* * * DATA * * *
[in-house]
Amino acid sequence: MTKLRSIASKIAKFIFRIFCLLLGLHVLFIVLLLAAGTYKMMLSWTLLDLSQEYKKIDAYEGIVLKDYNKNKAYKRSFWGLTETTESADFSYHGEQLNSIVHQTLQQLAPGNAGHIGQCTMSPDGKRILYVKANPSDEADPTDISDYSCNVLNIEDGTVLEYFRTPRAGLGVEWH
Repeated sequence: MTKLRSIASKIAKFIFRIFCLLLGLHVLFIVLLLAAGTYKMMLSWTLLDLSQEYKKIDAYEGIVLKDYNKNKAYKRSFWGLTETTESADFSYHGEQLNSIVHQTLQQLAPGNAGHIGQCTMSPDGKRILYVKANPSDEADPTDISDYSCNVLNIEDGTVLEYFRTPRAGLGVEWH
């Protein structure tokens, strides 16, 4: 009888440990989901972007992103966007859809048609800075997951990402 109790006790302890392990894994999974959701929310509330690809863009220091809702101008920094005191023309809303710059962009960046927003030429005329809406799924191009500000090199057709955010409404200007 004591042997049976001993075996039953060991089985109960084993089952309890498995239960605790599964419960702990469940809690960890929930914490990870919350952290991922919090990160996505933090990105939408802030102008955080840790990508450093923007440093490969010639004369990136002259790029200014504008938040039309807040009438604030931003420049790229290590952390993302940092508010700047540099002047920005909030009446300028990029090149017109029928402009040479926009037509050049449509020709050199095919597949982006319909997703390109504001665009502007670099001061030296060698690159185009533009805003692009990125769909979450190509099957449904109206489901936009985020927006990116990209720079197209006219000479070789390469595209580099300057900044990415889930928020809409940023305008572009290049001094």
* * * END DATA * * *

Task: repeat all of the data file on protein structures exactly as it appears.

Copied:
[in-house]
Amino acid sequence: MTKLRSIASKIAKFIFRIFCLLLGLHVLFIVLLLAAGTYKMMLSWTLLDLSQEYKKIDAYEGIVLKDYNKNKAYKRSFWGLTETTESADFSYHGEQLNSIVHQTLQQLAPGNAGHIGQCTMSPDGKRILYVKANPSDEADPTDISDYSCNVLNIEDGTVLEYFRTPRAGLGVEWH
Repeated sequence: MTKLRSIASKIAKFIFRIFCLLLGLHVLFIVLLLAAGTYKMMLSWTLLDLSQEYKKIDAYEGIVLKDYNKNKAYKRSFWGLTETTESADFSYHGEQLNSIVHQTLQQLAPGNAGHIGQCTMSPDGKRILYVKANPSDEADPTDISDYSCNVLNIEDGTVLEYFRTPRAGLGVEWH
């Protein structure tokens, strides 16, 4: 009888440990989901972007992103966007859809048609800075997951990402 109790006790302890392990894994999974959701929310509330690809863009220091809702101008920094005191023309809303710059962009960046927003030429005329809406799924191009500000090199057709955010409404200007 004591042997049976001993075996039953060991089985109960084993089952309890498995239960605790599964419960702990469940809690960890929930914490990870919350952290991922919090990160996505933090990105939408802030102008955080840790990508450093923007440093490969010639004369990136002259790029200014504008938040039309807040009438604030931003420049790229290590952390993302940092508010700047540099002047920005909030009446300028990029090149017109029928402009040479926009037509050049449509020709050199095919597949982006319909997703390109504001665009502007670099001061030296060698690159185009533009805003692009990125769909979450190509099957449904109206489901936009985020927006990116990209720079197209006219000479070789390469595209580099300057900044990415889930928020809409940023305008572009290049001094």